1) Conroy isn’t backpedaling, he’s reengineering rhetoric:

He now claims his plan is to block only material which would be classified as Refused Classification (RC). Well ‘almost exclusively’ Refused Classification — In typical Conroy fashion he has left himself a backdoor with enough room to park a Hummer-sized load of as much ‘unwanted’ content as he or anyone else in government likes.

Conroy’s plan has morphed from blocking child pornography and prohibited content on the ACMA blacklist into mandatory blocking of RC content (and a bit more). Little has changed and it’s no less dangerous.

Most RC content is legal to possess and view in Australia, with the exception of Western Australia and some indigenous communities in the Northern Territory. It’s a classification category that includes adult pornography containing fetishes like spanking… oh, and that anti-abortion web page we shouldn’t see. Refused Classification is a broad category of content that when applied to the Internet is immediately unmanageable, not like any other censorship system in Australia and an unequivocal attack on free speech.

2) Conroy is reacting to opposition:

Opposition from yourself, families, the Greens, the Liberals, ISPs, technologists, academics, media, business and nearly every nook and cranny on the Internet. He’s not changing tack for the fun of it; he’s doing it because his arguments are being discredited.

3) Conroy still doesn’t have clear policy or goals:

He’s been running the Government’s communications portfolio for well over a year now and his mandatory ISP filtering policy is barely more defined than it was when Labor went to the election. Conroy says policy will be determined by the outcome of the trials, yet offers no metric to measure their success. As Senator Minchin said last month, ‘it’s policy written on the back of envelope’.

4) Support for the filter is limited, but the community still needs educating:

Parents like Wayne Mitchell, the father at the start of the episode, believe the Government’s filtering plan will make the Internet ‘safe for all kids’. That’s a problem in more ways than one. What the Government has proposed will not stop the explicit spam Mr Mitchell’s daughter has been receiving through email and Bluetooth, nor will it stop cyber-bullying, identity theft or risks associated with those who exploit children.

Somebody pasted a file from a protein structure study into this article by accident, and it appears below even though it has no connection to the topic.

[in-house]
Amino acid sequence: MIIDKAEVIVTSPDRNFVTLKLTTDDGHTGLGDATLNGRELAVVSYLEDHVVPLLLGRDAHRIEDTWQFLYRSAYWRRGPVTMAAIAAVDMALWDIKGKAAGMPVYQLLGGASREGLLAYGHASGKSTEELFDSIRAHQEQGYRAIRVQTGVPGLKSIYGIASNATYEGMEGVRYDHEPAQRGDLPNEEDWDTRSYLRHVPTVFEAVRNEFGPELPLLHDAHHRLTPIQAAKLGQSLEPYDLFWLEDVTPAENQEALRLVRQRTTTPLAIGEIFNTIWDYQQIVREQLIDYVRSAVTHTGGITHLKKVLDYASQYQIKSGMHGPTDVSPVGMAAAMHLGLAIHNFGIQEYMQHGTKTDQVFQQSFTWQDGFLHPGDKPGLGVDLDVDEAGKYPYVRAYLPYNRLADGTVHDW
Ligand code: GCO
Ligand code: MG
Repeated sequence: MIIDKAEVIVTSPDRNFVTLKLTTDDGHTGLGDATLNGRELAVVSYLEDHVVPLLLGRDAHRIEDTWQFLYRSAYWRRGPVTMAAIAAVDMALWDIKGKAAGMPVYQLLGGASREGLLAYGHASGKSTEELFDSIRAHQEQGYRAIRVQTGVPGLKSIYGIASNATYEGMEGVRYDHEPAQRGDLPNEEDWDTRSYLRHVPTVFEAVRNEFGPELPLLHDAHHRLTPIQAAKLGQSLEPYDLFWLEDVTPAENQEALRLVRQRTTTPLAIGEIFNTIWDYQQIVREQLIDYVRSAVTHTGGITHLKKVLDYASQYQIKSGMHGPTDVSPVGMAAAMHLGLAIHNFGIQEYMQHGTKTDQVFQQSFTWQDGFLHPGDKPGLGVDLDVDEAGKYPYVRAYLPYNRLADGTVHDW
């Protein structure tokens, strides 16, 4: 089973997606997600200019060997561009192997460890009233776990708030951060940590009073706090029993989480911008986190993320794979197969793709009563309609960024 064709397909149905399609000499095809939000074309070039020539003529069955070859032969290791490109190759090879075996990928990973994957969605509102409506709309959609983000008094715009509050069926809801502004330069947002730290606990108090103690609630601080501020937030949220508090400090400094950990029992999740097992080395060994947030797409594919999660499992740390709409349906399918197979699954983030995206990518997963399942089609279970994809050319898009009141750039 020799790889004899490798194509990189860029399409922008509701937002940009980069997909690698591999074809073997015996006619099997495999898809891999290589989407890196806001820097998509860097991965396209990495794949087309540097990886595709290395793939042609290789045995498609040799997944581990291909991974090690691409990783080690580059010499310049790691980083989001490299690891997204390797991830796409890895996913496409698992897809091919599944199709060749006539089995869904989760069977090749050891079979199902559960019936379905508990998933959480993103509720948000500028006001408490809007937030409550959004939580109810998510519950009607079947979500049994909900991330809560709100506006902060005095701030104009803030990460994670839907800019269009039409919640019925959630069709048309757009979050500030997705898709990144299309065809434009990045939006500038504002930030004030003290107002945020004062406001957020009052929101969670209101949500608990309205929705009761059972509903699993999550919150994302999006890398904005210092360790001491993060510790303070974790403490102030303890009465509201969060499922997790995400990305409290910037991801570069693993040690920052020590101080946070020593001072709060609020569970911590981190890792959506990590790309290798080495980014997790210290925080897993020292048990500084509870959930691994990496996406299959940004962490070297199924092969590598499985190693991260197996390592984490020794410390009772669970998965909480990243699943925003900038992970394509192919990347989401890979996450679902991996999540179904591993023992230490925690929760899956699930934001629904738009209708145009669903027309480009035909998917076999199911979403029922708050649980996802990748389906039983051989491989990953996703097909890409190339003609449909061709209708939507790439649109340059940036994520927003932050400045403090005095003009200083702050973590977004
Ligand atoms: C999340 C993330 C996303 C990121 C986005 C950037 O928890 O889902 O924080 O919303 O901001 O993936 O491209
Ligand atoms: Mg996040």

We must continue to show families why relying on ISP filtering to protect children online is neither workable, safe or an alternative to education and supervision. We also need to educate them about how to use technology safely.

5) There is still a misconception by those who advocate this plan that filtering child abuse material stops child abuse:

There is no evidence to suggest that ISP filtering reduces the demand for, distribution of, or access to child abuse material, especially when the web is reportedly not the primary method of distributing such material. It’s also naive to believe a filter – a piece of hardware or software – is capable of stopping the physical and emotional abuse being perpetrated each day.

Bernadette McMenanin, who wants filters to block child abuse content and ‘other material’, told Insight viewers that ‘Internet service provider filtering is working, can work – it does work’, presumably referring to international examples. But how do you define ‘working?’ In most international examples, including the UK, ISP filtering is voluntary with the goal of stopping accidental access to child abuse material. That’s not what is being proposed in Australia.

To really make an impact on these crimes the Government must first deal with the problem of violence, especially against children. As Senator Scott Ludlam said in his talk at the recent NewMatilda forum on Internet regulation held in Brisbane, that’s an issue that can’t ‘be solved by half-arsed attempts of censorship’.

You can watch the Insight episode on filtering here.